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HomeNewsMontana NewsMontana State breaks ground on Kalispell nursing building

Montana State breaks ground on Kalispell nursing building

BOZEMAN — Montana State University students and faculty at the Kalispell campus of the Mark and Robyn Jones College of Nursing have bounced between buildings since the program opened in 2002.

Currently, classes are held in the basement of the medical arts building on the campus of Logan Health Medical Center. However, a historic philanthropic investment by a couple who own a home in nearby Whitefish, along with a land donation by Logan Health, set the stage for a ceremonial groundbreaking event Tuesday for a new nursing education building.

While speaking at the ceremony to a crowd of more than 100 people, Kaki Mendius, Kalispell campus director and graduate, expressed gratitude for the college’s previous leased facilities but said faculty, staff and students are looking forward to their new home.

“MSU has a vibrant group of young faculty members, and their enthusiasm and creativity will flourish even more in an environment tailored for teaching, learning and shaping the future of nursing care,” Mendius said. “Similarly, our students, many of whom are present today, are intelligent, eager and deeply committed to making a positive impact in our community and beyond.”

The new, nearly 20,000-square foot building will be erected at the northeast corner of Windward and Heritage ways on land donated by Logan Health. Construction is expected to begin this summer. A portion of a $101 million donation by Mark and Robyn Jones, co-founders of Goosehead Insurance, will cover construction costs.

“This building represents far more than bricks and mortar,” said MSU President Waded Cruzado. “This project shows what strong partnerships can accomplish. The partnerships between our nursing college and Logan Health Medical Center will also help shape our curriculum, provide hands-on training and ensure that our graduates are ready to meet the evolving demands of health care. Together, we are strengthening the future of nursing.”

When it first opened, the Kalispell campus enrolled eight students a year. It doubled its enrollment in 2009 and has continued to grow ever since. The new two-story building will feature state of the art classrooms and laboratories and allow the campus to continue to increase its enrollment to help meet the health care needs of the rapidly growing Flathead Valley.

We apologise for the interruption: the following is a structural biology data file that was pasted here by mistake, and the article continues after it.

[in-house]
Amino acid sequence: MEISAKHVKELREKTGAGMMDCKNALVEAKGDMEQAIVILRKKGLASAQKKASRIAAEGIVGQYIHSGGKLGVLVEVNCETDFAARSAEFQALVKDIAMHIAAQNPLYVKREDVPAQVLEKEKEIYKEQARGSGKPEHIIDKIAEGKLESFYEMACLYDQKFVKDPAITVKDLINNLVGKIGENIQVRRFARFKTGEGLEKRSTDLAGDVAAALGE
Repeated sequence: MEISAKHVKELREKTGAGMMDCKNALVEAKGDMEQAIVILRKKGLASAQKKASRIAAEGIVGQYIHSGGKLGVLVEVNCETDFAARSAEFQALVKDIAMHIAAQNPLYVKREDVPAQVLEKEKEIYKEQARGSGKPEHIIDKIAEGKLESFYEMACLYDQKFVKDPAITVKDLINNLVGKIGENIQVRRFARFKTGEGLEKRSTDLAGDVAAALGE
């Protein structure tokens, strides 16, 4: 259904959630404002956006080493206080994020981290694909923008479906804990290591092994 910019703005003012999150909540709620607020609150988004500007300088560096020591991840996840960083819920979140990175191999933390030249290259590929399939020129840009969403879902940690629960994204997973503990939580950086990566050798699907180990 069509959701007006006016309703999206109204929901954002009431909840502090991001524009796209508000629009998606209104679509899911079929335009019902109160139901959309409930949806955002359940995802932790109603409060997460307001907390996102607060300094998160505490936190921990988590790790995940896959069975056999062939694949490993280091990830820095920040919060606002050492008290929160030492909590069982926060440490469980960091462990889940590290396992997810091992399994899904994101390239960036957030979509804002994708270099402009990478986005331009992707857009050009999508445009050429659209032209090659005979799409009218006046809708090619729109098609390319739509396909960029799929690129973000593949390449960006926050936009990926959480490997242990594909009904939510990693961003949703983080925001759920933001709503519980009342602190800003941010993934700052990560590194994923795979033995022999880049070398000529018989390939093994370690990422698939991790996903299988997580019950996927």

“We are pleased to partner with Montana State University and look forward to working together to expand nursing education in the Flathead Valley,” said Kevin Abel, co-CEO of Logan Health. “Together, we can help shape the future generations of nursing and the future of health care for patients in Montana.”

Improving access to health care for all Montanans is a key goal of MSU’s nursing college. Its other four campuses, located in Billings, Bozeman, Great Falls and Missoula, are also expected to start construction on new buildings this summer. The buildings will allow the college to increase enrollment to help offset the state’s nursing shortage and provide comfortable working spaces for students and staff — spaces designed specifically for nursing education and research.

MSU’s nursing college is the largest producer of registered nurses in the state with about 80% of its graduates remaining in Montana to work after finishing their degrees. The college hosts the state’s sole doctoral nursing program, which just received permission to open a certified nurse-midwifery option in the fall.

“This groundbreaking – and the others on our five statewide Montana State University Mark and Robyn Jones College of Nursing campuses – represent the start of a new chapter in the college,” said Sarah Shannon, dean of the nursing college. “With these new, modern educational buildings, we will be able to expand enrollment to meet Montana’s nursing shortage.  We will also be able to deliver high-quality, robust simulation education to ensure that every Bobcat nurse has the opportunity to learn both the common and the rare situations they may encounter in their practice as a registered nurse.”

 

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